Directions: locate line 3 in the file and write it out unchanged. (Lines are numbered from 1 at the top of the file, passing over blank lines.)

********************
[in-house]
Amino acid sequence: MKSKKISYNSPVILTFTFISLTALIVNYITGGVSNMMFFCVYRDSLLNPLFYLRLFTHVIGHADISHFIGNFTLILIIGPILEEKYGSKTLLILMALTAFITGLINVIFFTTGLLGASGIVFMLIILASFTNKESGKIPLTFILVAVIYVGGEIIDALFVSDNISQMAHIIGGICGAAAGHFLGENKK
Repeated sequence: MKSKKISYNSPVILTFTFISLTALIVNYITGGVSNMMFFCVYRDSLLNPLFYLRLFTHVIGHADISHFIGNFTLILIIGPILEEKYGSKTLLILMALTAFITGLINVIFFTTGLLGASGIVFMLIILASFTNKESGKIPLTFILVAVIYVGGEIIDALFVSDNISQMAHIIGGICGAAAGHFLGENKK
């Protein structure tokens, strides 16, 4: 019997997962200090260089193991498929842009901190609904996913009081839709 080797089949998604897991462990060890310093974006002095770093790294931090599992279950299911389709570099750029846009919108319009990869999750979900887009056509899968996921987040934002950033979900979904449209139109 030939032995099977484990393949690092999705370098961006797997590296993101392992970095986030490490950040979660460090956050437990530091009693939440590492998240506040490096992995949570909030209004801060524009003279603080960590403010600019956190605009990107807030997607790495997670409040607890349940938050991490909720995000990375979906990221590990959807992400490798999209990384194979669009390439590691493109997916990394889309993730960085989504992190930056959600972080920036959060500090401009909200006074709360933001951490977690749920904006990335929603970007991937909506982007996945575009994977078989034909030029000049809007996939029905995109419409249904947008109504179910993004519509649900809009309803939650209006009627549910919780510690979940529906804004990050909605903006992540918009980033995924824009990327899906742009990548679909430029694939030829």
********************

Repeated sequence: MKSKKISYNSPVILTFTFISLTALIVNYITGGVSNMMFFCVYRDSLLNPLFYLRLFTHVIGHADISHFIGNFTLILIIGPILEEKYGSKTLLILMALTAFITGLINVIFFTTGLLGASGIVFMLIILASFTNKESGKIPLTFILVAVIYVGGEIIDALFVSDNISQMAHIIGGICGAAAGHFLGENKK